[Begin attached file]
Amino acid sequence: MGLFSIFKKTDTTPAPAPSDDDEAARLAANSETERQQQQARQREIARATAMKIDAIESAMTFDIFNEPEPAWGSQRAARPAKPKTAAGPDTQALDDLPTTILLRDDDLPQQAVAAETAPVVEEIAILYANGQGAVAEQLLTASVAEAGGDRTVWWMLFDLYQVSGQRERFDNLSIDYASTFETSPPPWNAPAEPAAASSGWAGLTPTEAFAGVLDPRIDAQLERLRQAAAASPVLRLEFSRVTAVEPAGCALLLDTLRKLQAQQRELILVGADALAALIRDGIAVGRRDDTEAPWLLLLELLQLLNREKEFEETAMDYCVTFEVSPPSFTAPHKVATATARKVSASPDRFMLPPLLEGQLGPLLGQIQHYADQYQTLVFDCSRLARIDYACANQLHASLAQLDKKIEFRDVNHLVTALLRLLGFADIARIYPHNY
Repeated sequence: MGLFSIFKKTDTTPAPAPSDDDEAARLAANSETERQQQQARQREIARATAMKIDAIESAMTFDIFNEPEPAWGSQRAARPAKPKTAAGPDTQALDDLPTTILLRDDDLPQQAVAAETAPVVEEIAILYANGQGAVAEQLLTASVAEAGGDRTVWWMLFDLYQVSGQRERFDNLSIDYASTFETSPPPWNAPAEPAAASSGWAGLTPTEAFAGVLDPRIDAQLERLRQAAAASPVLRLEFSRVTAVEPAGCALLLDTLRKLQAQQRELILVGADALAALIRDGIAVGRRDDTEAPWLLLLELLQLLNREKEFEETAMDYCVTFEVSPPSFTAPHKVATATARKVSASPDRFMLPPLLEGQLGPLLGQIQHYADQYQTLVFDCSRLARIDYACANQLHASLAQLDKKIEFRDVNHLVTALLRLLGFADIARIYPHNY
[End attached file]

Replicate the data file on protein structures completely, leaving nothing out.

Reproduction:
Amino acid sequence: MGLFSIFKKTDTTPAPAPSDDDEAARLAANSETERQQQQARQREIARATAMKIDAIESAMTFDIFNEPEPAWGSQRAARPAKPKTAAGPDTQALDDLPTTILLRDDDLPQQAVAAETAPVVEEIAILYANGQGAVAEQLLTASVAEAGGDRTVWWMLFDLYQVSGQRERFDNLSIDYASTFETSPPPWNAPAEPAAASSGWAGLTPTEAFAGVLDPRIDAQLERLRQAAAASPVLRLEFSRVTAVEPAGCALLLDTLRKLQAQQRELILVGADALAALIRDGIAVGRRDDTEAPWLLLLELLQLLNREKEFEETAMDYCVTFEVSPPSFTAPHKVATATARKVSASPDRFMLPPLLEGQLGPLLGQIQHYADQYQTLVFDCSRLARIDYACANQLHASLAQLDKKIEFRDVNHLVTALLRLLGFADIARIYPHNY
Repeated sequence: MGLFSIFKKTDTTPAPAPSDDDEAARLAANSETERQQQQARQREIARATAMKIDAIESAMTFDIFNEPEPAWGSQRAARPAKPKTAAGPDTQALDDLPTTILLRDDDLPQQAVAAETAPVVEEIAILYANGQGAVAEQLLTASVAEAGGDRTVWWMLFDLYQVSGQRERFDNLSIDYASTFETSPPPWNAPAEPAAASSGWAGLTPTEAFAGVLDPRIDAQLERLRQAAAASPVLRLEFSRVTAVEPAGCALLLDTLRKLQAQQRELILVGADALAALIRDGIAVGRRDDTEAPWLLLLELLQLLNREKEFEETAMDYCVTFEVSPPSFTAPHKVATATARKVSASPDRFMLPPLLEGQLGPLLGQIQHYADQYQTLVFDCSRLARIDYACANQLHASLAQLDKKIEFRDVNHLVTALLRLLGFADIARIYPHNY